Pope Francis faces protests in Chile over charges of sexual abuse of children by priests

Jan 15, 2018 | 0 comments

Pope Francis arrives in Chile today amid the threat of protests of sexual abuse of children by Catholic priests.

Pope Frances arrives in Chile today.

Nearly 70 Chilean priests, deacons, religious bothers and a nun have been accused of sexually abusing children in Chile since 2000, according to the U.S.-based Bishop Accountability organization.

The list includes Chilean priest Fernando Karadima, accused of abusing children in 2010 and convicted by a Vatican council but not Chilean courts. A 2011 Vatican investigation found Karadima guilty of abusing teenage boys over many years and ordered him to retire to a “life of prayer and penitence.”

Parishioners in Osorno, a small city 800 kilometers (497 miles) south of Santiago, say they will plan to protest every day of the Pope’s Jan. 15 – 18 visit over the 2015 appointment of a Roman Catholic bishop accused of protecting Father Karadima.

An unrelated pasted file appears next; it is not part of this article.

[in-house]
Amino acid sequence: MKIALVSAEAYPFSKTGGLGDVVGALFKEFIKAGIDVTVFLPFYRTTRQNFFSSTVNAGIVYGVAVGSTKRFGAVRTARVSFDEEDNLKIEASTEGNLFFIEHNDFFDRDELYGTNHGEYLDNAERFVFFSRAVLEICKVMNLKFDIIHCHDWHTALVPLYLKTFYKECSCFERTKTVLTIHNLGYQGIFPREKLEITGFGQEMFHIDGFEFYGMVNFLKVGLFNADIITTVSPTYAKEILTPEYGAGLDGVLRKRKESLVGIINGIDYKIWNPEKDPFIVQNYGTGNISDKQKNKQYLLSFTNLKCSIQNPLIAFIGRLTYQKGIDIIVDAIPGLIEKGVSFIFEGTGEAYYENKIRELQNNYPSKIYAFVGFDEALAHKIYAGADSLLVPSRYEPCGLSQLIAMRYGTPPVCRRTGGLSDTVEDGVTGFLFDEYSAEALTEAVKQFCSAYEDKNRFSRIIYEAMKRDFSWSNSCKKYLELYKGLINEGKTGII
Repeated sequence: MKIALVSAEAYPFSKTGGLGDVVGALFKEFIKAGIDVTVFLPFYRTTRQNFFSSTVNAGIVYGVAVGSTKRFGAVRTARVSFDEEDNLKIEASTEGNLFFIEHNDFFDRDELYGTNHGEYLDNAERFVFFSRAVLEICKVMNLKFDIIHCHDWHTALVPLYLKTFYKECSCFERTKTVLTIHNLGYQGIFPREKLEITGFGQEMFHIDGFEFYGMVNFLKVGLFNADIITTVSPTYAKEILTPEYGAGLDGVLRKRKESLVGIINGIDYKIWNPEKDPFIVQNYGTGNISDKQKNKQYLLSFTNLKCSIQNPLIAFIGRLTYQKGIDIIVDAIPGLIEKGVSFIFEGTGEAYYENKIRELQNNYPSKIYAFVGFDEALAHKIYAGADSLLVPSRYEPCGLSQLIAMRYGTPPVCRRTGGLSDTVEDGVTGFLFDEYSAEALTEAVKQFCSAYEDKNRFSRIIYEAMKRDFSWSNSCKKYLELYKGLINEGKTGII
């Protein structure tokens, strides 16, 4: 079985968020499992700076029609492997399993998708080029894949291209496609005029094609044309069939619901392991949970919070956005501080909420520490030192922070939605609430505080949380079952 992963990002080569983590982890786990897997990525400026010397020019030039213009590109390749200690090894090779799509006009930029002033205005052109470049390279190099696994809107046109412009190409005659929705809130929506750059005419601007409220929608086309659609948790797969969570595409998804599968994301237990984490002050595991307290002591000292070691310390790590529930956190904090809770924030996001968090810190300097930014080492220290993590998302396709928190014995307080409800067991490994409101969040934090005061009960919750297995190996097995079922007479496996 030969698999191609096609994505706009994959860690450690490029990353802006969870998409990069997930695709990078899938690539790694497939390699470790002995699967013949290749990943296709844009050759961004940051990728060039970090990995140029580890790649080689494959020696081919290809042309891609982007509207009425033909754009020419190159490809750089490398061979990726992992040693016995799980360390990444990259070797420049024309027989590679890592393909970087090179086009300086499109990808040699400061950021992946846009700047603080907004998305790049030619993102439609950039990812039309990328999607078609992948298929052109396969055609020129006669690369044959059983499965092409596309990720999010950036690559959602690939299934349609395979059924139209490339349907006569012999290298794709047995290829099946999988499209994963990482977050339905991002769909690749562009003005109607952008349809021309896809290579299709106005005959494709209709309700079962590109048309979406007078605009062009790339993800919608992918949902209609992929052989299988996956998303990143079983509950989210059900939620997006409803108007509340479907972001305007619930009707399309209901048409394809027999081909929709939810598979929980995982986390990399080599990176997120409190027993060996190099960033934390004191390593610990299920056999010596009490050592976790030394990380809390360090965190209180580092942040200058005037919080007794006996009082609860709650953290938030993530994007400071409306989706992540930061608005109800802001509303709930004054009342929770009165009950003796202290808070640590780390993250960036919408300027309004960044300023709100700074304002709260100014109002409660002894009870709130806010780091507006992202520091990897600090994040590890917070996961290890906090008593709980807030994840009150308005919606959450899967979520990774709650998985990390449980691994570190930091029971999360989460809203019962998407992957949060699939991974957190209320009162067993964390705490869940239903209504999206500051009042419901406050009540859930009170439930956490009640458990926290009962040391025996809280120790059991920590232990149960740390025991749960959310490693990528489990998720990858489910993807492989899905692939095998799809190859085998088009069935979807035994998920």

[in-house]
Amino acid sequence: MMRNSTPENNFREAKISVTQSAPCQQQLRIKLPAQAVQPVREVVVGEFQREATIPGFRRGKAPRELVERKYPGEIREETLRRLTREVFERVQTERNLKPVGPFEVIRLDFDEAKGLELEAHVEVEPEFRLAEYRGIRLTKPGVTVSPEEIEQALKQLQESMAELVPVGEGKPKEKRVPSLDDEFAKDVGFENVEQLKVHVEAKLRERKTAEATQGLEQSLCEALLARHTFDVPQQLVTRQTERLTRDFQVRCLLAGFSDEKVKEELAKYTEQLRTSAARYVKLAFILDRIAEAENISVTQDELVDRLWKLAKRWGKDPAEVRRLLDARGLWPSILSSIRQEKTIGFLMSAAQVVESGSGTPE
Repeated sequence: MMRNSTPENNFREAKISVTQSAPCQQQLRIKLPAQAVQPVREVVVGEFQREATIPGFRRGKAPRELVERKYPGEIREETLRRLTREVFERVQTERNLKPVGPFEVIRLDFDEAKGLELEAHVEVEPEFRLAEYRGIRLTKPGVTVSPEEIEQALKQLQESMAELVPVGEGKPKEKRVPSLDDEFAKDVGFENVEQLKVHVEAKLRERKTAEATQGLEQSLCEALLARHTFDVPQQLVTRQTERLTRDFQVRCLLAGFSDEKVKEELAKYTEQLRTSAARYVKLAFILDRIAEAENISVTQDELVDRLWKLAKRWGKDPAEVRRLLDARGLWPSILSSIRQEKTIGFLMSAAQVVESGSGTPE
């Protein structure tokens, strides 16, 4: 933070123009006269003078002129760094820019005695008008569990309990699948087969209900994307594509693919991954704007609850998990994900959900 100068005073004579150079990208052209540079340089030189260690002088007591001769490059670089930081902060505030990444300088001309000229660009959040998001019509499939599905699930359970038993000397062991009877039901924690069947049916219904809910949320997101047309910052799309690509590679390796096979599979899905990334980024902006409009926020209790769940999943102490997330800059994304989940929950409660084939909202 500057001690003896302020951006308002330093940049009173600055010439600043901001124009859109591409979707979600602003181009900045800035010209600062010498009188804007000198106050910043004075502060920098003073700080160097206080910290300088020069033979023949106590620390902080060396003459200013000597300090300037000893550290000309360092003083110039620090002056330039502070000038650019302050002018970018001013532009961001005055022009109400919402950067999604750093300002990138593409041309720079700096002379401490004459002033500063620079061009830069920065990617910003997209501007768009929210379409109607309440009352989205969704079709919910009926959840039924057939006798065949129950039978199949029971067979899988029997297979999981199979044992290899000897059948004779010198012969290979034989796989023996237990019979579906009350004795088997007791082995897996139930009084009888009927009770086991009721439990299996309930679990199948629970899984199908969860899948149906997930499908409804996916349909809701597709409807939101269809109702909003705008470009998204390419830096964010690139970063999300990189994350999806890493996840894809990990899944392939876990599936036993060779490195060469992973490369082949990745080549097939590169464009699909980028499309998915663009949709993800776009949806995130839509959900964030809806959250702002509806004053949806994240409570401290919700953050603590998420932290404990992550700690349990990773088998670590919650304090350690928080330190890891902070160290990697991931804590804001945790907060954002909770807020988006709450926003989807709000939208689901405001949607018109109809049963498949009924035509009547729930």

Chilean priest Fernando Karadima was arrested in 2010.

Pope Francis, who hails from neighboring Argentina and once briefly lived in Chile, has defended Osorno Bishop Juan Barros and says allegations that he covered up abuses by the cleric were unfounded, the Reuters news agency reported.

The bishop also denies allegations of abuse and says he was unaware of any wrongdoing.

Both were members of a priestly society in Santiago and Karadima served as Barros’ mentor during the bishop’s youth.

Foreign-born clergy members on the monitoring group’s list included Irishman Jeremiah Healy, American Jesuit H. Cornell Bradley, and Filipino Reverend Richard Joey Aguinaldo.

Protests will kick off during the Pope’s public appearances today in Santiago, before his trip takes him to neighboring Peru.

“This is an otherwise remarkable pope who has obviously done a tremendous amount of good in the Catholic Church. But when it comes to the issue of child sexual abuse, he is as recalcitrant as any old-school bishop,” said Anne Barrett Doyle, co-director of Boston-based research group.

The group said it hoped the timing would push the pontiff to take the action needed to stem the tide of abuse.

Chile has about 2,300 priests.

Credit: Santiago Times,  http://santiagotimes.cl


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